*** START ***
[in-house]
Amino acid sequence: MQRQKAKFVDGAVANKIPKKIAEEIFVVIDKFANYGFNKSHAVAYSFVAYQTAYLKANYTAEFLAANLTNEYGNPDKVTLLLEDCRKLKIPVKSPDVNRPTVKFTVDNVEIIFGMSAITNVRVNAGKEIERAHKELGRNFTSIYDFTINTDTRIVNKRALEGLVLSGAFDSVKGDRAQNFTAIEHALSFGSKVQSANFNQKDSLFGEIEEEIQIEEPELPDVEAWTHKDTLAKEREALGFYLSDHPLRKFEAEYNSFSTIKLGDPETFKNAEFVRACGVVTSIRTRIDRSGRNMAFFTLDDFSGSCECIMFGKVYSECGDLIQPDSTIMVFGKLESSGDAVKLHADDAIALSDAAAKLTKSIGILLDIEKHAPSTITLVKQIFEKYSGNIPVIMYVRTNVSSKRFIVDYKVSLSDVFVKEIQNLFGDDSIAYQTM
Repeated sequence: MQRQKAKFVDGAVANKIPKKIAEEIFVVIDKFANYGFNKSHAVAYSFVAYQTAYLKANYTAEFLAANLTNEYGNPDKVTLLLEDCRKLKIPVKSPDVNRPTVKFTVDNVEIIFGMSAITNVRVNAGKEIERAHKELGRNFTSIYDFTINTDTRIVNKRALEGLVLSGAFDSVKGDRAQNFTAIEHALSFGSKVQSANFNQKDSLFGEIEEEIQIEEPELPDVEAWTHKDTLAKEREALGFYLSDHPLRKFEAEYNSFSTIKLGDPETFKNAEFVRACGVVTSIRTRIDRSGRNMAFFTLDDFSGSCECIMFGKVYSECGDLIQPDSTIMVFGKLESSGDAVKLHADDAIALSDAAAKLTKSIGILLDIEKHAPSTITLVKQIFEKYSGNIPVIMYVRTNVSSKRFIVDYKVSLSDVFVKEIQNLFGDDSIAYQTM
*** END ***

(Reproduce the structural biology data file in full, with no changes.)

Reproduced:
[in-house]
Amino acid sequence: MQRQKAKFVDGAVANKIPKKIAEEIFVVIDKFANYGFNKSHAVAYSFVAYQTAYLKANYTAEFLAANLTNEYGNPDKVTLLLEDCRKLKIPVKSPDVNRPTVKFTVDNVEIIFGMSAITNVRVNAGKEIERAHKELGRNFTSIYDFTINTDTRIVNKRALEGLVLSGAFDSVKGDRAQNFTAIEHALSFGSKVQSANFNQKDSLFGEIEEEIQIEEPELPDVEAWTHKDTLAKEREALGFYLSDHPLRKFEAEYNSFSTIKLGDPETFKNAEFVRACGVVTSIRTRIDRSGRNMAFFTLDDFSGSCECIMFGKVYSECGDLIQPDSTIMVFGKLESSGDAVKLHADDAIALSDAAAKLTKSIGILLDIEKHAPSTITLVKQIFEKYSGNIPVIMYVRTNVSSKRFIVDYKVSLSDVFVKEIQNLFGDDSIAYQTM
Repeated sequence: MQRQKAKFVDGAVANKIPKKIAEEIFVVIDKFANYGFNKSHAVAYSFVAYQTAYLKANYTAEFLAANLTNEYGNPDKVTLLLEDCRKLKIPVKSPDVNRPTVKFTVDNVEIIFGMSAITNVRVNAGKEIERAHKELGRNFTSIYDFTINTDTRIVNKRALEGLVLSGAFDSVKGDRAQNFTAIEHALSFGSKVQSANFNQKDSLFGEIEEEIQIEEPELPDVEAWTHKDTLAKEREALGFYLSDHPLRKFEAEYNSFSTIKLGDPETFKNAEFVRACGVVTSIRTRIDRSGRNMAFFTLDDFSGSCECIMFGKVYSECGDLIQPDSTIMVFGKLESSGDAVKLHADDAIALSDAAAKLTKSIGILLDIEKHAPSTITLVKQIFEKYSGNIPVIMYVRTNVSSKRFIVDYKVSLSDVFVKEIQNLFGDDSIAYQTM